Kerry in a Straitjacket

  • Share
  • Read Later
John Kerry suffered a small embarrassment last week that illuminated a big problem in his campaign. The embarrassment involved the not exactly riveting issue of troop redeployments. George W. Bush announced last Monday in a speech to the Veterans of Foreign Wars (VFW) that he wanted to bring around 70,000 troops home from Germany and North Korea over the next 10 years. In principle, that is not very controversial. The military and foreign policy priesthoods have favored that sort of restructuring since the end of the cold war. And yet, when Kerry spoke to the VFW two days later, he attacked Bush's position, using an argument with some merit but of microscopic import in the midst of a presidential campaign: he said it was a "hasty" and "political" plan and certainly not a good negotiating tactic to withdraw troops from Korea while we are trying to get the North Koreans to drop their nuclear program.

But oops. Some two weeks earlier, in an interview with George Stephanopoulos, Kerry had taken a different position: "I think we can significantly change the deployment of troops, not just [in Iraq] but ... in the Korean peninsula, perhaps, in Europe, perhaps." As you might imagine, the Bush campaign quickly pointed out the inconsistency.

The stumble raises two basic questions about Kerry's campaign. First, is he a latter-day Ron Burgundy—the idiot 1970s anchorman of Will Ferrell's recent film who would read anything that appeared on his TelePrompTer? Did Kerry not remember what he had said to Stephanopoulos? No, it was, apparently, yet another Kerry nanonuance: he is in favor of redeployments, just not now. The second question is far more dire: Why is Kerry wasting breath on such periphera? Why isn't he hammering Bush on his conduct of the Iraq war and the larger war against Islamist radicalism, which is the most important issue in this election?

The answer is politics. His political consultants don't want him to do it. Their focus groups tell them that the public wants an "optimistic" candidate who offers a "positive plan" rather than a "negative" candidate who criticizes the President. Of course, "every focus group in the history of the world has wanted a candidate with a 'positive plan for the future,'" says James Carville. Unfortunately, focus-group members are also human beings. In a roomful of strangers, they present their most noble selves. They hate political attacks—but not really. They have obviously responded to the scurrilous Swift Boat Veterans for Truth campaign against Kerry's war record, which is why he was forced, finally, to counterattack last week. The Swifties' ability to dominate the news with incendiary nonsense is, I believe, a direct result of Kerry's unwillingness to dominate the news with tart, controversial substance by challenging the President on Iraq.

Kerry's obvious frustration with his self-imposed straitjacket not only leads him into lame forays like the troop-deployment gaffe but also to some tortured circumlocutions about the war. Most spectacular was spokesman James Rubin's recent statement that a President Kerry "in all probability" would have gone to war against Saddam Hussein by now. Oh really? I thought Kerry's position was that he would have waited for U.N. inspectors to complete their process—which, we now know, would not have produced evidence of illegal arms—and that he would have gone to war only with a supple international coalition, which wouldn't have existed without strong indications of weapons of mass destruction.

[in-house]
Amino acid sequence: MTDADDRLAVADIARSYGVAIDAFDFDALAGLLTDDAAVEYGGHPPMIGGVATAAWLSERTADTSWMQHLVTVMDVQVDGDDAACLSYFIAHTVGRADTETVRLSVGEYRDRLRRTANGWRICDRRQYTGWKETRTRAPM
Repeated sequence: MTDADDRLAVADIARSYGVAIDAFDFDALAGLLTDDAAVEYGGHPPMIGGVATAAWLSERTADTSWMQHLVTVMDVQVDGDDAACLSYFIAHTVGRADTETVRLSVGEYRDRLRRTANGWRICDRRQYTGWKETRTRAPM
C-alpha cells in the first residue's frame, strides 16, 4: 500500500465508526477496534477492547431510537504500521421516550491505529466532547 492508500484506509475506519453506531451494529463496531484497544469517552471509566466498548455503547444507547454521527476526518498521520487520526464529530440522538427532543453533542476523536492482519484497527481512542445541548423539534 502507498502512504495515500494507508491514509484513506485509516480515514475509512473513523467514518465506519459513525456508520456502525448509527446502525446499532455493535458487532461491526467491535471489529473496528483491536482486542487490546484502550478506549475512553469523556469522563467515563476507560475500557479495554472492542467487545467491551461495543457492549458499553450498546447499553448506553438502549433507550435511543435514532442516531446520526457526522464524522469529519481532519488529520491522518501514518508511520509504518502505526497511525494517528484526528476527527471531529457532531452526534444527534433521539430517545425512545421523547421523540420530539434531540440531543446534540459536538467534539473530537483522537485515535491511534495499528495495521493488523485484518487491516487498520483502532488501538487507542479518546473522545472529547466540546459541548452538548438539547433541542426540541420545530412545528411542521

Actually, Kerry's best moments in this saga have come when he challenged the President's foreign and defense policies. Kerry distinguished himself two years ago by criticizing Bush for not using U.S. troops to attack the trapped al-Qaeda leadership at Tora Bora.

That sort of detailed, sophisticated critique has vanished from Kerry's repertoire. He hasn't had anything of interest to say about the humiliating American retreat from Fallujah—a city that has subsequently become a miniature rogue state within Iraq—or about the mystifying, flip-floppy U.S. attitude toward the Shi'ite revolutionary Muqtada al-Sadr. Kerry hasn't said whether he thinks Bush Administration policy was responsible for the torture at Abu Ghraib. He has mentioned—but hasn't really exploited—the growing sense in the military and intelligence communities that the war has strengthened Islamist radicalism, overburdened the U.S. military, and made it far more difficult to rally the world against the nuclear threats from North Korea and Iran.

Kerry does not have to be specific about what he would do in Iraq—the situation on the ground changes daily, so how can he know?—but I suspect the public needs to hear, in plain and forceful language, Kerry's opinion of what Bush has done and whether it has been good for America. Instead, Kerry has offered only vague criticisms and an increasingly implausible promise to lure our allies into the chaos. In a year of real crises—the "most important election of our lifetime," he says—Kerry's nostrums sound distressingly like market-tested pap.